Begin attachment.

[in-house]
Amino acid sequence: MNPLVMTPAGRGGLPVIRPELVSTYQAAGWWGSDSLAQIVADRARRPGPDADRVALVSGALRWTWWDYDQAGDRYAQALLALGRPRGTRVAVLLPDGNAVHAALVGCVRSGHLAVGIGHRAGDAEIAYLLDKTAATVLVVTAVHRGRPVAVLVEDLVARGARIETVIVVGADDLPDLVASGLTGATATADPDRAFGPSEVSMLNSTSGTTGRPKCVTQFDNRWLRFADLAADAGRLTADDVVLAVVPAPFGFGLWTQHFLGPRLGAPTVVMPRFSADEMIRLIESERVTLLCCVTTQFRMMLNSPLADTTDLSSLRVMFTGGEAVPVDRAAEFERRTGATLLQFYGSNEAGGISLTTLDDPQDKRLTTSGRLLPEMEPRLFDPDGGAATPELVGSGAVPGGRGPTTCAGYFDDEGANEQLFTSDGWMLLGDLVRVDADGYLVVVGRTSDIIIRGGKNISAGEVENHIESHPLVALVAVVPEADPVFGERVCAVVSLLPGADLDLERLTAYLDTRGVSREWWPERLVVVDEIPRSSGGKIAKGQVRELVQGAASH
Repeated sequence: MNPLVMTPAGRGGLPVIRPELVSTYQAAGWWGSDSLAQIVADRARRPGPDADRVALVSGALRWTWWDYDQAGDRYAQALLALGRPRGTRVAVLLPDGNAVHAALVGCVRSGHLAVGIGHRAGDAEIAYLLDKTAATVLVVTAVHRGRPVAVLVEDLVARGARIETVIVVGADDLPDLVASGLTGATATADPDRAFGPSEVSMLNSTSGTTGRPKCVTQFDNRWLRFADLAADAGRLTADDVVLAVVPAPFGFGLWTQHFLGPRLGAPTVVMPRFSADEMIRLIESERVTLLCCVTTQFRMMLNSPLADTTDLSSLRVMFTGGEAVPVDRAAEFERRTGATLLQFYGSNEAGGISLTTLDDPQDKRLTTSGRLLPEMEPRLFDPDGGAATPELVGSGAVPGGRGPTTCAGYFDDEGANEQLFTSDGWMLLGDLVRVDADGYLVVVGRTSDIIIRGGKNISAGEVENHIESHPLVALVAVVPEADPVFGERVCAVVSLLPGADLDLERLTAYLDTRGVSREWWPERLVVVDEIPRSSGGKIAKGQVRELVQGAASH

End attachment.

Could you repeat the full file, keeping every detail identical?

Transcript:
[in-house]
Amino acid sequence: MNPLVMTPAGRGGLPVIRPELVSTYQAAGWWGSDSLAQIVADRARRPGPDADRVALVSGALRWTWWDYDQAGDRYAQALLALGRPRGTRVAVLLPDGNAVHAALVGCVRSGHLAVGIGHRAGDAEIAYLLDKTAATVLVVTAVHRGRPVAVLVEDLVARGARIETVIVVGADDLPDLVASGLTGATATADPDRAFGPSEVSMLNSTSGTTGRPKCVTQFDNRWLRFADLAADAGRLTADDVVLAVVPAPFGFGLWTQHFLGPRLGAPTVVMPRFSADEMIRLIESERVTLLCCVTTQFRMMLNSPLADTTDLSSLRVMFTGGEAVPVDRAAEFERRTGATLLQFYGSNEAGGISLTTLDDPQDKRLTTSGRLLPEMEPRLFDPDGGAATPELVGSGAVPGGRGPTTCAGYFDDEGANEQLFTSDGWMLLGDLVRVDADGYLVVVGRTSDIIIRGGKNISAGEVENHIESHPLVALVAVVPEADPVFGERVCAVVSLLPGADLDLERLTAYLDTRGVSREWWPERLVVVDEIPRSSGGKIAKGQVRELVQGAASH
Repeated sequence: MNPLVMTPAGRGGLPVIRPELVSTYQAAGWWGSDSLAQIVADRARRPGPDADRVALVSGALRWTWWDYDQAGDRYAQALLALGRPRGTRVAVLLPDGNAVHAALVGCVRSGHLAVGIGHRAGDAEIAYLLDKTAATVLVVTAVHRGRPVAVLVEDLVARGARIETVIVVGADDLPDLVASGLTGATATADPDRAFGPSEVSMLNSTSGTTGRPKCVTQFDNRWLRFADLAADAGRLTADDVVLAVVPAPFGFGLWTQHFLGPRLGAPTVVMPRFSADEMIRLIESERVTLLCCVTTQFRMMLNSPLADTTDLSSLRVMFTGGEAVPVDRAAEFERRTGATLLQFYGSNEAGGISLTTLDDPQDKRLTTSGRLLPEMEPRLFDPDGGAATPELVGSGAVPGGRGPTTCAGYFDDEGANEQLFTSDGWMLLGDLVRVDADGYLVVVGRTSDIIIRGGKNISAGEVENHIESHPLVALVAVVPEADPVFGERVCAVVSLLPGADLDLERLTAYLDTRGVSREWWPERLVVVDEIPRSSGGKIAKGQVRELVQGAASH